Before we talk about a way to get around it, let’s review why the Role might crash.  In the Windows Azure world, there are two primary roles that you will use, a Worker and Web role.  Main characteristics and reasons it would crash are below:

Role Type Analogous Why would it crash/restart?
Worker Role Console Application
  • Any unhandled exception.
Web Role ASP.NET Application hosted in IIS 7.0+
  • Any unhandled exception thrown on a background thread.
  • StackOverflowException
  • Unhandled exception on finalizer thread.

As you can see, the majority of the reasons why an Azure role would recycle/crash/restart are essentially the same as with any other application – essentially an unhandled exception.  Therefore, to mitigate this issue, we can subscribe to the AppDomain’s UnhandledException Event.  This event is fired when your application experiences an exception that is not caught and will fire RIGHT BEFORE the application crashes.  You can subscribe to this event in the Role OnStart() method:

   1: public override bool OnStart()
   2: {
   3:     AppDomain appDomain = AppDomain.CurrentDomain;
   4:     appDomain.UnhandledException += 
   5:         new UnhandledExceptionEventHandler(appDomain_UnhandledException);
   6:     ...
   7: }

You will now be notified right before your process crashes.  The last piece to this puzzle is logging the exception details.  Since you must log the details right when it happens, you can’t just use the normal Trace or Debug statements.  Instead, we will write to the Azure storage directly.  Steve Marx has a good blog entry about printf in the cloud.  While it works, it requires the connection string to be placed right into the logging call.  He mentions that you don’t want that in a production application.  in our case, we will do things a little bit differently.  First, we must add the requisite variables and initialize the storage objects:

   1: private static bool storageInitialized = false;
   2: private static object gate = new Object();
   3: private static CloudBlobClient blobStorage;
   4: private static CloudQueueClient queueStorage;
   6: private void InitializeStorage()
   7: {
   8:    if (storageInitialized)
   9:    {
  10:        return;
  11:    }
  13:    lock (gate)
  14:    {
  15:       if (storageInitialized)
  16:       {
  17:          return;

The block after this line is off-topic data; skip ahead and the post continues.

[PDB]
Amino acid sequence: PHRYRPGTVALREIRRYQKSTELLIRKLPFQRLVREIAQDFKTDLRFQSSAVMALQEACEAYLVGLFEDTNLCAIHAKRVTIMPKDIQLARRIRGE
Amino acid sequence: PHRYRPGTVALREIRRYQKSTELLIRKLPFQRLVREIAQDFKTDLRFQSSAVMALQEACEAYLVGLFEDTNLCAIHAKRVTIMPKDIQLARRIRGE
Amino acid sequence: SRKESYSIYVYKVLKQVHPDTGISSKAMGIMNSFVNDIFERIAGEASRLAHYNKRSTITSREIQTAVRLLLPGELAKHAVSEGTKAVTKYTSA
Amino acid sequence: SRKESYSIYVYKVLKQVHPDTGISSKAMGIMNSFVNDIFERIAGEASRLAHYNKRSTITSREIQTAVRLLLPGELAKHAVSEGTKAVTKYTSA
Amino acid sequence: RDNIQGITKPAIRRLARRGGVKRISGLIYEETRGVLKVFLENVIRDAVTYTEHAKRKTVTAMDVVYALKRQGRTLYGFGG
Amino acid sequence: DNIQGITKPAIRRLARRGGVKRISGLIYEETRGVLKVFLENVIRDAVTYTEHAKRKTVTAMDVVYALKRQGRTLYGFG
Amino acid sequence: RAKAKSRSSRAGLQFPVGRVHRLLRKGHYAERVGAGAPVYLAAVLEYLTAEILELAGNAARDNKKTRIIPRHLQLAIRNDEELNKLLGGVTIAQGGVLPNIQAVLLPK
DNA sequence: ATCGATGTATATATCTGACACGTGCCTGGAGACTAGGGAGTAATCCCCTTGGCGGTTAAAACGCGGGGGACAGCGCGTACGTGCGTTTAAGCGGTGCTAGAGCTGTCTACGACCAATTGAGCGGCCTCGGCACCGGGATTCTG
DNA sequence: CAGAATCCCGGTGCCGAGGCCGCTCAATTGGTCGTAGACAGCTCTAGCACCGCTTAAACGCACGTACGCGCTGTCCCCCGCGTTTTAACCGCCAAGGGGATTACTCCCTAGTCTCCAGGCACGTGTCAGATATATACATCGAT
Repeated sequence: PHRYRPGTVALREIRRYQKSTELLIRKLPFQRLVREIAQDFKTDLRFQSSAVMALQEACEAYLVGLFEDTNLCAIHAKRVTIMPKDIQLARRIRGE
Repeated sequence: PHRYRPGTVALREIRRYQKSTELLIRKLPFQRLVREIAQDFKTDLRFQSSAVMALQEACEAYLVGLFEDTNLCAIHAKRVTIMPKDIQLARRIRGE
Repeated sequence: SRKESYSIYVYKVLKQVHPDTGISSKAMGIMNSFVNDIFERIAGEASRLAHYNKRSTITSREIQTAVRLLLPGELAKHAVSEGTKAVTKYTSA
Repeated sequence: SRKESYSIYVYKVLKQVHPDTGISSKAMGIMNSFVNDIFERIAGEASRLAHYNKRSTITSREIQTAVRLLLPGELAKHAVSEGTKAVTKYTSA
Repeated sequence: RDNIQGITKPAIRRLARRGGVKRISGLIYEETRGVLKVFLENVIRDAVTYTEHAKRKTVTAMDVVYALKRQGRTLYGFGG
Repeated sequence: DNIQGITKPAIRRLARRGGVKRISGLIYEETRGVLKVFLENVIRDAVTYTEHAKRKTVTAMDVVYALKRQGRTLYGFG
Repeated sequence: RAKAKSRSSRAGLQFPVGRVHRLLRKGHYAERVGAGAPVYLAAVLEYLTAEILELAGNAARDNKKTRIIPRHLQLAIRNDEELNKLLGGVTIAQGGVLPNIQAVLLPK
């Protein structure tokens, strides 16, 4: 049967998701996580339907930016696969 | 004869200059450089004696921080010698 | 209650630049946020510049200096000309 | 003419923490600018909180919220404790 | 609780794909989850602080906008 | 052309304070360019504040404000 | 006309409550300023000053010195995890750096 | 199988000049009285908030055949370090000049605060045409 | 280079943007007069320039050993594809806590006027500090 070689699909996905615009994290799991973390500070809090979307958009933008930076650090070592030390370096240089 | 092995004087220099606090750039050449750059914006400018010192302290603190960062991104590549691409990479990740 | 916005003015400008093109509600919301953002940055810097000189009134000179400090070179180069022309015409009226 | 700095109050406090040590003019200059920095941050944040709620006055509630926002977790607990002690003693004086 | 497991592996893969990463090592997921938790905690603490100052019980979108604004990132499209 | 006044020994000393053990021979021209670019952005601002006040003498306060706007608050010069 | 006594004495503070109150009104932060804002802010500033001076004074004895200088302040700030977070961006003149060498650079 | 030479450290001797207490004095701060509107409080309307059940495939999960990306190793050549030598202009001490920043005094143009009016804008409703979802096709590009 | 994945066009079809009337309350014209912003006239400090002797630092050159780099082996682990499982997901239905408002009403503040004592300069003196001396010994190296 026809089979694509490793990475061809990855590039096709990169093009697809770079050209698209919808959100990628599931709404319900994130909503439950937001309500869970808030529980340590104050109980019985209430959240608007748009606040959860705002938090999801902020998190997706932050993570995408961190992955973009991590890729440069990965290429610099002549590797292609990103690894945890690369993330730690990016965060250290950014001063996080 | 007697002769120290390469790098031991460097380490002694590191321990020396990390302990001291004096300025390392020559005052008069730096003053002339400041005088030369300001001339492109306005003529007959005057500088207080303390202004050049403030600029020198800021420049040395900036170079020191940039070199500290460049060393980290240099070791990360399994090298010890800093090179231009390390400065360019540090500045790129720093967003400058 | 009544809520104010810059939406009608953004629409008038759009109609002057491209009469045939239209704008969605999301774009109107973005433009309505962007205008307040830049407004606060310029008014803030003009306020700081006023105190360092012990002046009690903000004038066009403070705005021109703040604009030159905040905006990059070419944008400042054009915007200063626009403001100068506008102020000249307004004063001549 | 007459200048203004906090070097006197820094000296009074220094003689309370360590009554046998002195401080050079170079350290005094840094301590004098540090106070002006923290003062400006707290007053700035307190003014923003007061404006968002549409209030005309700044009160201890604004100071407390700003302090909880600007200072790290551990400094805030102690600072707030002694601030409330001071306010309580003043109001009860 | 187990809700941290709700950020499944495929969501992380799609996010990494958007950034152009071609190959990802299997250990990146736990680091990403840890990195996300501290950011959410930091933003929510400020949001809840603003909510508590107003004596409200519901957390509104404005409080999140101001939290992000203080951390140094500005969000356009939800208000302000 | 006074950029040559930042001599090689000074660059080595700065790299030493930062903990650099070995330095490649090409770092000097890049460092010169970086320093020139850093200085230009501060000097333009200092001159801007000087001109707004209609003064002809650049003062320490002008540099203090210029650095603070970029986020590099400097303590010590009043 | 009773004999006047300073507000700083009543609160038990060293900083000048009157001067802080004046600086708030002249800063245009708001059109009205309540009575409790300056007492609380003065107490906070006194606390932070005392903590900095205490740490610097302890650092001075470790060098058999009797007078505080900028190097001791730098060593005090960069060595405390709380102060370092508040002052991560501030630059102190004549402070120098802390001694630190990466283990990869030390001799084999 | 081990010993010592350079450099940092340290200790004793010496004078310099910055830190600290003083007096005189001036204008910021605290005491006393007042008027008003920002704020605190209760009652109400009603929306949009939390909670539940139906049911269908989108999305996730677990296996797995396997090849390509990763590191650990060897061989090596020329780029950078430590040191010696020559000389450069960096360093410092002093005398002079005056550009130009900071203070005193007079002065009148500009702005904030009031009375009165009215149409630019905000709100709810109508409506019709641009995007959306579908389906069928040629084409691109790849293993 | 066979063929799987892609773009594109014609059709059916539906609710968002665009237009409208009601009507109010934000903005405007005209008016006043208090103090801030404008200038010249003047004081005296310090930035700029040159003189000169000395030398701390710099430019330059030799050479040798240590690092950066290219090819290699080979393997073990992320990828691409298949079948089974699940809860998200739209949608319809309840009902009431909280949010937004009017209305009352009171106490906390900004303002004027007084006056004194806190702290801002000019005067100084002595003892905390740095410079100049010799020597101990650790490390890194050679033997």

18:       }
  21:       // read account configuration settings
  22:       var storageAccount = 
  23:         CloudStorageAccount.FromConfigurationSetting("DataConnectionString");
  25:       // create blob container for images
  26:       blobStorage = 
  27:           storageAccount.CreateCloudBlobClient();
  28:       CloudBlobContainer container = blobStorage.
  29:           GetContainerReference("webroleerrors");
  31:       container.CreateIfNotExist();
  33:       // configure container for public access
  34:       var permissions = container.GetPermissions();
  35:       permissions.PublicAccess = 
  36:            BlobContainerPublicAccessType.Container;
  37:       container.SetPermissions(permissions);
  39:       storageInitialized = true;
  40:   }
  41: }

This will instantiate the requisite logging variables and then when the InitializeStorage() method is executed, we will set these variables to the appropriate initialized values.  Lastly, we must call this new method and then write to the storage.  We put this code in our UnhandledException event handler:

   1: void appDomain_UnhandledException(object sender, UnhandledExceptionEventArgs e)
   2: {
   3:     // Initialize the storage variables.
   4:     InitializeStorage();
   6:     // Get Reference to error container.
   7:     var container = blobStorage.
   8:                GetContainerReference("webroleerrors");
  11:     if (container != null)
  12:     {
  13:         // Retrieve last exception.
  14:         Exception ex = e.ExceptionObject as Exception;
  16:         if (ex != null)
  17:         {
  18:             // Will create a new entry in the container
  19:             // and upload the text representing the 
  20:             // exception.
  21:             container.GetBlobReference(
  22:                String.Format(
  23:                   "<insert unique name for your application>-{0}-{1}",
  24:                   RoleEnvironment.CurrentRoleInstance.Id,
  25:                   DateTime.UtcNow.Ticks)
  26:                ).UploadText(ex.ToString());
  27:         }
  28:     }
  30: }

Now, when your Azure role is about to crash, you’ll find an entry in your blog storage with the details of the exception that was thrown.  For example, one of the leading reasons why an Azure Worker Role crashes is because it can’t find a dependency it needs.  So, in that case, you’ll find an entry in your storage with the following details:

   1: System.IO.FileNotFoundException: Could not load file or assembly 
   2:     'GuestBook_Data, Version=, Culture=neutral, 
   3:     PublicKeyToken=f8a5fcb6c395f621' or one of its dependencies. 
   4:     The system cannot find the file specified.
   6: File name: 'GuestBook_Data, Version=, Culture=neutral, 
   7:     PublicKeyToken=f8a5fcb6c395f621'

You can find some other common reasons why an Azure role might crash (especially when you first deploy it) can be found at Anton Staykov’s excellent blog: